Controversial University of Pennsylvania law professor Amy Wax has again stirred up a debate with recent remarks. This time, she claims there are too many Asians moving to the U.S. who do not have the “spirit of liberty.”
During a Dec. 20 interview with Glenn Loury, a social sciences professor at Brown University, she said, “The U.S. is better off with fewer Asians and less Asian immigration.”
Now there is a petition to sanction Wax, and it seems the school is listening. Penn law students have circulated a petition calling for the school to take action against Wax, citing her “offensive and obviously racist” statements. A number of Philadelphia council members this month asked university president Amy Gutmann to launch a “comprehensive review” of her position.
The dean of the University of Pennsylvania Carey School of Law, Ted Ruger, said he would pursue sanctions against law professor Wax following her latest inflammatory public statements on race and immigration, Reuters reported.
“Professor Amy Wax has repeatedly made derogatory public statements about the characteristics, attitudes, and abilities of a majority of those who study, teach, and work here,” Ruger wrote. Ruger noted that Wax could not be fired because she is tenured.
“It’s just harder to assimilate those people or to have confidence that our way of life will continue if we bring a lot of people in who are not familiar with it. These are not original ideas on the [political] right,” Wax told Loury. “This might result in a shift in the racial profile of people who come in. Obviously, we’ll have fewer people from Africa. We’ll have fewer people of some parts of Asia, and it’ll be more white — not that many white people want to come to the United States.”
Wax specially targeted South Asian elites migrating to the U.S., comparing the group to Hispanic immigrants, The Daily Beast reported.
“[We] have to distinguish mass-immigration, which we’re getting from the Hispanics, south of the border, which I think poses different questions and challenges from the Asian elites that we’re getting,” Wax said. “It doesn’t mean that the influx of Asian elites is unproblematic. I actually think it’s problematic. …I think it’s because there’s this…danger of the dominance of an Asian elite in this country, and what does that mean? What is that going to mean to change the culture? … Does the spirit of liberty beat in their breast?”
For Wax, those who possess the spirit of liberty are “people who are mistrustful of centralized concentrations of authority who have a kind of ‘don’t tread on me’ attitude, who are focused…on our freedoms, on our liberties, on sort of small scale personal responsibility who are non-conformist in good ways.”
The law professor noted that the idea of “wokeness” is an elite ideology and that “Asians tend to be more conformist to whatever the dominant ethos is.”
Loury’s listeners were taken aback by Wax’s message and many emailed complaints. Wax responded, “Maybe it’s just that Democrats love open borders, and Asians want more Asians here,” she wrote. “Perhaps they (and especially their distaff element) are just mesmerized by the feel-good cult of ‘diversity.’ I don’t know the answer. But as long as most Asians support Democrats and help to advance their positions, I think the United States is better off with fewer Asians and less Asian immigration.”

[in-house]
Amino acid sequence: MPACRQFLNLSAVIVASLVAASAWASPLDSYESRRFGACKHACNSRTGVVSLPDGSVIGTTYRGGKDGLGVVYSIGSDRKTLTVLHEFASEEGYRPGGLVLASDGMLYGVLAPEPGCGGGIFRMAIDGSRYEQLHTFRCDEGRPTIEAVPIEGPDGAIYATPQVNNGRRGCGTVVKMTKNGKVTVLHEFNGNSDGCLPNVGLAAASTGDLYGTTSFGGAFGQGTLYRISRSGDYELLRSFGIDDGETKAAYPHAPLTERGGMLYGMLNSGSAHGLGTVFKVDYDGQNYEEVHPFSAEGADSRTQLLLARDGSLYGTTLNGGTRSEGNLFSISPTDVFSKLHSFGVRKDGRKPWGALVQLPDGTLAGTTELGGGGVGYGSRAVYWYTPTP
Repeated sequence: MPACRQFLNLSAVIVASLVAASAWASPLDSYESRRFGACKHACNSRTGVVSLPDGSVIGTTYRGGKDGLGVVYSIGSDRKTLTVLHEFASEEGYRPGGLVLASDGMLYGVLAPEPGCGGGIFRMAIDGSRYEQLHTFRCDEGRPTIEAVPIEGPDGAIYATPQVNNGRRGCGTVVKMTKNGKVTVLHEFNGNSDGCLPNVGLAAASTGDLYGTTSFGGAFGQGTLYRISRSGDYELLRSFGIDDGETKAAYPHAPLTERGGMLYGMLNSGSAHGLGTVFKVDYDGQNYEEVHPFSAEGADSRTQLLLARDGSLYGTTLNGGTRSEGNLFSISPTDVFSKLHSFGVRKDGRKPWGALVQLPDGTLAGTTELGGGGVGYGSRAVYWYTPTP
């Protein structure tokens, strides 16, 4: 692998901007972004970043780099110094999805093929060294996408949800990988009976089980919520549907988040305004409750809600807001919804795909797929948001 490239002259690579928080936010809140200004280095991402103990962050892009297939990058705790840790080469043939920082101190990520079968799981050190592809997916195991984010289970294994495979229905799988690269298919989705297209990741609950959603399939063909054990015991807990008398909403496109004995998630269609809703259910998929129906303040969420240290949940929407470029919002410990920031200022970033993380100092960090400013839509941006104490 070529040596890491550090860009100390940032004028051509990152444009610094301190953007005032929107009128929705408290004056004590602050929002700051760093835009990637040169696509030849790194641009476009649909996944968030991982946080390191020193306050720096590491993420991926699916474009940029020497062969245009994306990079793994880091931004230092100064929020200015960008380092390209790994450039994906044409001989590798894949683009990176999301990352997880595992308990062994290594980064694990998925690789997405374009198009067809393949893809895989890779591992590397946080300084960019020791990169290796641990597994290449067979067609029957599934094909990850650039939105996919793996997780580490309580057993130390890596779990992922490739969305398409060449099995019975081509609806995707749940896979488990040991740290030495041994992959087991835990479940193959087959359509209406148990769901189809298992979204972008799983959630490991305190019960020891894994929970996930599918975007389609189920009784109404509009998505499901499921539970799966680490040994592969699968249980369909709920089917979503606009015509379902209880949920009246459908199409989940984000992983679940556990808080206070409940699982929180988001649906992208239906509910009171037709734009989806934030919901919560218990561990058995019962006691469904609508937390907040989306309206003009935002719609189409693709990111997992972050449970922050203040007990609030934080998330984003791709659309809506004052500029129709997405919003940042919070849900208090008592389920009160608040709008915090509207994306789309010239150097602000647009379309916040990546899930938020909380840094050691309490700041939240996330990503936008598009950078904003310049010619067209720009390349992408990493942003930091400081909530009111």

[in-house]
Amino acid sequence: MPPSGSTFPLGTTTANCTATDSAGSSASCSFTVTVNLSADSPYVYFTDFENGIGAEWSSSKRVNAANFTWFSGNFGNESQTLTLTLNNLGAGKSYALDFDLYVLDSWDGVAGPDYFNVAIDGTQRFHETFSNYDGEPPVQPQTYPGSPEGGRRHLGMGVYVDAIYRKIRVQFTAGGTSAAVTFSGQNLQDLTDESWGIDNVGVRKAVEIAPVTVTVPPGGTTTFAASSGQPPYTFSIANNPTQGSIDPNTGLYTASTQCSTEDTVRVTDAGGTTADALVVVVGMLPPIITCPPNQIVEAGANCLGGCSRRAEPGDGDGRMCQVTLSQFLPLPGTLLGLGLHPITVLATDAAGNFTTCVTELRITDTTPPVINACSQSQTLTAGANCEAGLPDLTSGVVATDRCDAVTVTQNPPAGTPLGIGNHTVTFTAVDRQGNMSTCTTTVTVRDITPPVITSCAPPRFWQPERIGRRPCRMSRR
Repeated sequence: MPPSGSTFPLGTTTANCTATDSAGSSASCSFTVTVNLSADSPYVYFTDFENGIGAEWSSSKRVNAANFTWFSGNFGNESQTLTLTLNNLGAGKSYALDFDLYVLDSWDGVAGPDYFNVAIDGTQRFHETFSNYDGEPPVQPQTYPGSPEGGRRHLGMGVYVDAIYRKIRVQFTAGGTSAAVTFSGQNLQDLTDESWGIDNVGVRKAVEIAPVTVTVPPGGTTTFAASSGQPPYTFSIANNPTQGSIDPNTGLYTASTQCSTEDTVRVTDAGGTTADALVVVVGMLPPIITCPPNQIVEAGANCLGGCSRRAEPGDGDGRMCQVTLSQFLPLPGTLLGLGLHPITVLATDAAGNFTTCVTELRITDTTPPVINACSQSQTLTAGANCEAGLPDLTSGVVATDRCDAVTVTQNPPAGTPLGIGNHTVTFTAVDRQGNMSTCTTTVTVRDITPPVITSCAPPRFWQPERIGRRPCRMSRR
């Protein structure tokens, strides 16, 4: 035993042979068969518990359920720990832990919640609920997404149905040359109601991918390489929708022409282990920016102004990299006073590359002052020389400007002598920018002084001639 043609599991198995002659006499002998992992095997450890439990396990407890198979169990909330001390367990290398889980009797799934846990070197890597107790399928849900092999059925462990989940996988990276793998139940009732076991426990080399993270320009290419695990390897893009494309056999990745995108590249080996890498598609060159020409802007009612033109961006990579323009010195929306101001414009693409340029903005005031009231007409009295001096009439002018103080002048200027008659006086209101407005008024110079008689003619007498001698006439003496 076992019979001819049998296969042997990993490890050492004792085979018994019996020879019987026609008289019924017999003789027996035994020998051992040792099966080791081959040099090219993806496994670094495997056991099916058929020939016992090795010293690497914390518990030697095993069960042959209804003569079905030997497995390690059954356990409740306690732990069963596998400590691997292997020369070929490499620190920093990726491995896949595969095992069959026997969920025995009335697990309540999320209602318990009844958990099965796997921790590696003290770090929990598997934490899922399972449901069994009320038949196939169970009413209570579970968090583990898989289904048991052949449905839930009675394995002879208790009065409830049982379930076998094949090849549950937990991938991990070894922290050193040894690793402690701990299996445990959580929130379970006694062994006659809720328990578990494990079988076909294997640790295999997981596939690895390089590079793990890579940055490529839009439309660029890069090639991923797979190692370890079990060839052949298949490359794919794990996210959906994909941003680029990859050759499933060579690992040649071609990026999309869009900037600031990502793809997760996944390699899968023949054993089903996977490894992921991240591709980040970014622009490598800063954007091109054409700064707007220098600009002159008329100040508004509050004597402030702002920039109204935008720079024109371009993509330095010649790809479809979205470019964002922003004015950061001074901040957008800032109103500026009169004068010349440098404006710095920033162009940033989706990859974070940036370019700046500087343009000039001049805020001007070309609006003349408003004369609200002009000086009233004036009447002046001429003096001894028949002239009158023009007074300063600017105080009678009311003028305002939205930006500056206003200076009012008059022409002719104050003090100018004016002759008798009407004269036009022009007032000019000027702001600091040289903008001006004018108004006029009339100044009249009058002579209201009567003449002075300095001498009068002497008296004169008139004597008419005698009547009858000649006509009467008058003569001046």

Wax does have supporters, if not for her remarks, then for her right to say them. Free speech groups on campus have said sanctioning Wax would violate the principles of academic freedom.
“The only appropriate action that the University of Pennsylvania should take in this situation is to publicly reaffirm the free speech rights of the members of its faculty,” the Academic Freedom Alliance, a national group of university and college faculty, wrote in a Jan. 16 letter to University of Pennsylvania President Amy Gutmann.
The nonprofit Foundation for Individual Rights in Education (FIRE) is also defending Wax.
“Predictions that a faculty member’s views mean they will treat a student differently are not sufficient to justify eroding expressive rights,” FIRE attorney Adam Steinbaugh said in a statement.
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This isn’t the first time Wax has been in the hot seat. Wax has previously faced backlash for falsely claiming that Black students in classes at Penn U are rarely among the most successful students, The Washington Post reported.
“I don’t think I’ve ever seen a Black student graduate in the top quarter of the class, and rarely, rarely, in the top half,” she said in a 2017 interview with Loury.
These remarks resulted in Wax being banned in 2018 from teaching required first-year courses, Reuters reported.
Also, in 2017, she co-authored an op-ed in the Philadelphia Inquirer with another law professor, Larry Alexander, praising bourgeois norms, loosely associating them with white people, and blaming America’s social ills on the breakdown of those norms, according to The VDare Foundation. This nonprofit journalist venture covers education.
In 2019, Wax said at a conference, “our country will be better off with more whites and fewer nonwhites.”
“Conservatives need a realistic approach to immigration that…preserves the United States as a Western and first-world nation,” Wax reportedly said. “We are better off if we are dominated numerically…by people from the first world, from the West, than by people who are from less advanced countries,” Inside Higher Ed reported.
She went on, “Let us be candid. Europe and the first world, to which the United States belongs, remain mostly white, for now; and the third world, although mixed, contains a lot of non-white people. Embracing cultural distance, cultural-distance nationalism, means, in effect, taking the position that our country will be better off with more whites and fewer non-whites.”
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